IS members represent nonprofits, foundations, and corporations engaged in every kind of charitable endeavor, with missions that reflect the nearly infinite ways of working for the common good. New member Momentum Nonprofit Partners, based in Memphis, TN, works to provide training, technical assistance, and policy support to the nonprofit sector in West Tennessee, East Arkansas, and North Mississippi to create equitable, measurable, and lasting change.

We talked with Kevin Dean, chief executive officer for Momentum Nonprofit Partners, about the changes the organization made in 2017 to rebrand and recreate their model, and about their work today.

Tell us a little bit about your career path and how you arrived at your present position.

KD: I ran a literacy organization and after five years there, followed by a few months working as a consultant for a foundation. My work with the foundation was to research capacity building deficits in Memphis, which led me to Momentum, previously named Alliance for Nonprofit Excellence.  Like a phoenix rising from the ashes, we really overhauled the direction of the organization. With our new strategic plan came changes to our staff, a new name, new board of directors, and new programming. We took on a greater focus on diversity, equity, and inclusion in our resource and training offerings and we prioritized the professional development of next-generation leadership. In 2018, we merged with the Mid-South Philanthropy Network, and that has created a wider lens of philanthropy for our work.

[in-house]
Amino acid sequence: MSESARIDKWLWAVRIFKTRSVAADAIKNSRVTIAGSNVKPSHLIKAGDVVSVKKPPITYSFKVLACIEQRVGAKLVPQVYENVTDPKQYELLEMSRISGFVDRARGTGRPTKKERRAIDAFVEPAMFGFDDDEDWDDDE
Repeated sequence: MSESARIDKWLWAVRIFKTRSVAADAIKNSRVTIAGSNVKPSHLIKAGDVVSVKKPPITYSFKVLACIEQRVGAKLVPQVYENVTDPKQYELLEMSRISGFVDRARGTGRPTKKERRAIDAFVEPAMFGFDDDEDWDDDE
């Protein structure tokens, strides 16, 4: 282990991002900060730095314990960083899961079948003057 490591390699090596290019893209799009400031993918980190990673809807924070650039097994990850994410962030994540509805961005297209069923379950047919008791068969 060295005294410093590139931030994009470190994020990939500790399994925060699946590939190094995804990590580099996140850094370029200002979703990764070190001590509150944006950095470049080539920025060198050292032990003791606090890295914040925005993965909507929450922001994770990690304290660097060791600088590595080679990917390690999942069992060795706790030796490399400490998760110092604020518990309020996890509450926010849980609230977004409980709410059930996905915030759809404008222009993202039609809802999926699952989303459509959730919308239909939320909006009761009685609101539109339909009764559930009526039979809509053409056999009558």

Q. What does a typical day look like for your team? What’s a day that you remember as special or extraordinary?

KD: We have a staff of seven or eight people, but about 400 nonprofit organizations that are members. We take a relationship-focused approach to our work.  We really want to know our members and be a resource for them in both formal and informal ways.  A typical day often involves meeting someone from our membership or another organization for coffee – it might be with an executive director or an organization facing challenges. We do a lot of meetings with nonprofits at the coffee and cupcake shop across the street.

Typically we might also have a training or convening taking place in our building. Generally we are doing about half of our work in our office and about half out in the community. Working alongside our members and partners to learn along with them is important to us. They’re family to us.

In 2017 we officially became Momentum Nonprofit Partners. That was really more of a process of months than one day, but the day we celebrated that change was really special. We held a celebratory announcement event for about 400 people including a band and a bar, and it was really a celebration. Though the previous iteration of the organization existed for 25 years, we were excited to show how we were evolving with the times. Using the hashtag #everythingchanges, we didn’t announce anything—including our new staff—until our big announcement party.  Everything truly did change, and it has helped the organization thrive.

Q. What are some of the challenges your organization faces and how have you responded to them?